"La ursoj ne ŝatas tiun ulon!"

Translation:The bears do not like that person!

May 29, 2015

This discussion is locked.


The person must be unBEARable


her name's probably goldilocks! ;-)


That person should probably be very scared!


Or maybe they don't like that person because that person is a hunter, and the bears are afraid. Or at least not interested in having some annoying human attack them.


Good point! Either way, I don't want to be that person ;)


so person can be persono, homo, and now ulo ?


I think "ulo" as "person" is a much more colloquial, laid back form. Kinda like "bloke" in British English or "guy" in American.


Fellow is also found in some dictionaries. That fellow, tiu ulo.
Ulo can also mean "dude!"


Anyone who knows better, please correct me if I'm wrong, but here's my understanding: "ulo" is very casual and colloquial, as others have said, so it roughly equates to "bloke" or "guy", "dude," "chick," that kind of thing. "Homo" and "persono" both are a little more formal, and can be used in a less casual setting.

Personally, I distinguish these formal terms as: "homoj" are human beings, no matter what (if any) qualities are assigned to them; "personoj" are people who are sentient but might not be human. This could be used in a fantasy or sci-fi setting, as in aliens or fairies or dragons, or just by someone with a "cats are people, too" picture frame hanging in their hall.

Given the lack of non-human people here on Earth, "homo" seems to be the much more common formal term for "person." I've seen it used many times, and very rarely have I see "persono" used.

Again, if there are more experienced Esperantists who have a correct or better explanation, please reply, I'd love to know!


I think you have a good handle on the shades of meaning here. "Homo" very often just means "person" in Esperanto, but it also means "human being" in contrast to "besto" which is a non-human animal.


It can be. The word "ulo" is a noun formed from the suffix "ul" which is usually for people. But it also can refer to animals, as in "mamulo" (mammal) or "rampulo" (lizard/amphibian).


He keeps trying to take their beer.

[deactivated user]

    Ecx se la ulo estas vegetarano :D


    Precipe se la ulo estas vegetarano!


    Homoj gustas malbone


    Esperanto bears are opinionated drunks. Have they eaten cake yet or do I have that to come?


    Is ulo typically understood to be gender neutral? Or male? It seems like it would make more sense if it were understood as male since in order to make it male we would have to use virulo, but that could mean you-roll (cannibal sushi? trashcan prank?). Or does it just depend who you are talking to?


    'Ulo' makes more sense being gender-neutral since 'male person' is 'viro'. :)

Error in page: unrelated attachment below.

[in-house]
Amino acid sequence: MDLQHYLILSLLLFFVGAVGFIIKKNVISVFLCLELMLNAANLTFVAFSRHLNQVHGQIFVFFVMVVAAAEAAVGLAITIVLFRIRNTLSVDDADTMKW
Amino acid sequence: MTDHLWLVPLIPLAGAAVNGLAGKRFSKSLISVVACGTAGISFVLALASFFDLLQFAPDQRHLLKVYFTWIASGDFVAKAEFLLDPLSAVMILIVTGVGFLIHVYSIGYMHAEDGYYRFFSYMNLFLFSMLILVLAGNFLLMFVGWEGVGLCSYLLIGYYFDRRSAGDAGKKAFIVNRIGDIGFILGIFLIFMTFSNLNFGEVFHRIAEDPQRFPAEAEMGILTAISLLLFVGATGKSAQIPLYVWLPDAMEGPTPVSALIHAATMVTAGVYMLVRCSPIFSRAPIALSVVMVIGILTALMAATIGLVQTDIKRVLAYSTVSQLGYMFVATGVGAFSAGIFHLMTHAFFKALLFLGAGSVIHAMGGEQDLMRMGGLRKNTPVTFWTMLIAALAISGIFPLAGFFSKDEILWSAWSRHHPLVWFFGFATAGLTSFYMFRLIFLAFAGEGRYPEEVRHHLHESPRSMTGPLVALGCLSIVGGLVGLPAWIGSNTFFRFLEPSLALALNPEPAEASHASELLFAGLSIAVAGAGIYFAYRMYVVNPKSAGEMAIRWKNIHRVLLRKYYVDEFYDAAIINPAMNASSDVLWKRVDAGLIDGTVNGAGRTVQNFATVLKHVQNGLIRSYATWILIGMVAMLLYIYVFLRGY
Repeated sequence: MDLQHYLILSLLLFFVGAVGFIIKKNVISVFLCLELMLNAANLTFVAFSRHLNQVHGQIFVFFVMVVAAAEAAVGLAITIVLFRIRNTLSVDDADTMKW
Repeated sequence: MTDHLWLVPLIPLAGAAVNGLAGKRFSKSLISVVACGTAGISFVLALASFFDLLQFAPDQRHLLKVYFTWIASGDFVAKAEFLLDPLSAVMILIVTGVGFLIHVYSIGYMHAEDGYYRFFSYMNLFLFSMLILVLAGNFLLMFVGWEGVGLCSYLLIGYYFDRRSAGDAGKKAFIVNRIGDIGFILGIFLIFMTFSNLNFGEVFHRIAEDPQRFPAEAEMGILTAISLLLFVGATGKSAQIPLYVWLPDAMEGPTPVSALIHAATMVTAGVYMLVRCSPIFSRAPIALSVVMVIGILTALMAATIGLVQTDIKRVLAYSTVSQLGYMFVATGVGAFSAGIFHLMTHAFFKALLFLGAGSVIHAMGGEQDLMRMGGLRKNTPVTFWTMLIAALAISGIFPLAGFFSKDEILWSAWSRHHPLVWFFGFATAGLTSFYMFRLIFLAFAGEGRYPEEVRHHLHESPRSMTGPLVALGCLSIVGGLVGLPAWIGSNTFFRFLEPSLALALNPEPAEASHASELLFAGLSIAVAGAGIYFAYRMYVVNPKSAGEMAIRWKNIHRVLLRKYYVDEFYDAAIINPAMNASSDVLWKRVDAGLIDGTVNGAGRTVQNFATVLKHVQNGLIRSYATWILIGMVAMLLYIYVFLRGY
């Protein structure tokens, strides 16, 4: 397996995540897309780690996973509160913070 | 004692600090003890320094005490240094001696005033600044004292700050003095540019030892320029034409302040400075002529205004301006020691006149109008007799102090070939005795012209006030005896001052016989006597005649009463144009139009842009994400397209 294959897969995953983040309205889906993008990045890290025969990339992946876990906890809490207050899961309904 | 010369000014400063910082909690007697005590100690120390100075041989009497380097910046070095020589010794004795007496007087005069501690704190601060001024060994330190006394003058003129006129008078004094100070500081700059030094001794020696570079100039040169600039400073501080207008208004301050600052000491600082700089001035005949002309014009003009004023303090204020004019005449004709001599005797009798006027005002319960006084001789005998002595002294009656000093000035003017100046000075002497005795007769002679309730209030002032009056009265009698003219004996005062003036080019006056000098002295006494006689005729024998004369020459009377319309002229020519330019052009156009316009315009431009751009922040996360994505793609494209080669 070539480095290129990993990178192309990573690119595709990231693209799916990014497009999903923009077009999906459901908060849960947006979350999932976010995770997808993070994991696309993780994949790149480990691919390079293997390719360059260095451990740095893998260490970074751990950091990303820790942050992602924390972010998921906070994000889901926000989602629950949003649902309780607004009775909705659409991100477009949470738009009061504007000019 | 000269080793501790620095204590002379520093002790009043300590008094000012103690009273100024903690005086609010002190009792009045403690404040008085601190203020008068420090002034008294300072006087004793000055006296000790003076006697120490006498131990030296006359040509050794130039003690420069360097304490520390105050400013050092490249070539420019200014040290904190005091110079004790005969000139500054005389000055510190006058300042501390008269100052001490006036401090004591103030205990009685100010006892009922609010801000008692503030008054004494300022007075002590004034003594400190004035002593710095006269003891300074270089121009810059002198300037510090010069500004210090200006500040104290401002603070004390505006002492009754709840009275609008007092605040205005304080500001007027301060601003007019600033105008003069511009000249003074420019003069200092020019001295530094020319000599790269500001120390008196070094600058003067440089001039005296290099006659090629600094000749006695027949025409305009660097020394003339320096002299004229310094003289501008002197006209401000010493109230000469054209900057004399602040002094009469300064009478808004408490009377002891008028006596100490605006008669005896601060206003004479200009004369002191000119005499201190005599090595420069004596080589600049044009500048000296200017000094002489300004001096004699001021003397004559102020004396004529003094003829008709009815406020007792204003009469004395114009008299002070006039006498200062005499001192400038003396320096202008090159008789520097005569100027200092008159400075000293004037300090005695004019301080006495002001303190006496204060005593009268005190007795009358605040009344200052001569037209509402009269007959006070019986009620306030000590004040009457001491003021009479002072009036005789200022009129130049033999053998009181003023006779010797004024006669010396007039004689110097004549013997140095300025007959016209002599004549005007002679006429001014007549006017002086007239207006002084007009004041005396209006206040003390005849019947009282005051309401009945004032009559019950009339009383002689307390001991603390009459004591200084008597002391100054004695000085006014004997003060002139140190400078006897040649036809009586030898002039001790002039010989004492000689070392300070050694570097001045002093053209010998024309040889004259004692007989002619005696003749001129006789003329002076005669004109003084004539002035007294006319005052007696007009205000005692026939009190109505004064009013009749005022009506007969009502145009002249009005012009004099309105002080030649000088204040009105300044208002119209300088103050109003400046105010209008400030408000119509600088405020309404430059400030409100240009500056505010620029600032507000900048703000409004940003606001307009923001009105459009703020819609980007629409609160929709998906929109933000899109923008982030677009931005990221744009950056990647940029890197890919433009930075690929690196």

"It depends".

    http://bertilow.com/pmeg/vortfarado/afiksoj/sufiksoj/ul.html#i-s2s says (mi provas kiel eble plej lerte traduki anglen) "According to the above explanations the suffix -ul has the meaning "person". That is, a gender-neutral meaning. A person [so denoted by -ul] can be either a woman or man. But in practical language use the matter is not so clear. In plurals, -ul is most often neutral, saĝuloj = "wise people, whether male or female", junulargastejo = "guest-place for boys and girls both", "malrapiduloj" = "slow people". But in the singular it happens often that in practice -ul means "male person"."

    Of course, what has been the case in practice in observed uses of the language in the past, and kiel la ligvo evoluos estontece are potentially different things :)

    (It should be noted that the phenomenon of words breaking up in more than one way into affixes a la the vir-ul-o = vi-rul-o that you observe is not at all unheard of; it's just fodder for good-ol'-fashioned punning as in any other language)


    Well, ulo used to refer exclusively to males, but now it depends on who's using it whether they mean a male specifically or someone of any gender. In fact, Ido, a language based off Esperanto, uses -ulo as a male suffix and counterpart to -ino, likely due to when it was created.


    Esperanto, on occasion, uses the affix ino on the odd occasion too. La inon Baldaŭ venos could mean "A woman (or other female specific word of the interpreter's choice) will be coming soon."
    and anyplace where one can insert ulo can also use ino if suitable.
    It is, however, not in very common usage.


    Please check the grammar in your example sentence.


    La ursoj ne ŝatas tiun ulon ĉar li ne trinkas bieron!


    Li ne bongustas


    How could you tell? The fact that they're ripping him to shreds? That's just the way they show affection!


    The way you can tell is that they're not eating him. They don't like him because he tastes bad.


    They prefer beer


    Mi esperas ke ursoj ne mangxis tiun ulon


    When do you use "homo" and when do you use "ulo"?


    "Homo" is the proper term for "human being", while "ulo" is a more colloquial term. It is comparable with "guy/dude/bloke/fellow" and "gal/chick/broad", but it's gender neutral.

    According to the dictionary, ulo is "a person whose properties are not mentioned" (like e.g. "a fellow on the street gave me his umbrella") and it says ulo is often used a little negatively. Similar to English by the way. (e.g. "some guy just cut me off!") Although it doesn't have to be negative, of course.


    This is a great explanation, thank you!


    Sed la ursoj ŝatos manĝi tiun ulon


    Haha I jokingly submitted "The bears don't like that dude," and it was accepted!


    Bone, they accepted my recommendation, as well as that of several dozen others.


    This sentence has a second hidden meaning. It says "This person isn't Masha frok Masha&Bear"


    I cannot bear all these Duolingo sentences, I think the bears do not like that person because he drank all the beer! :)


    Tiu ulo estas finnano, mi pensas...

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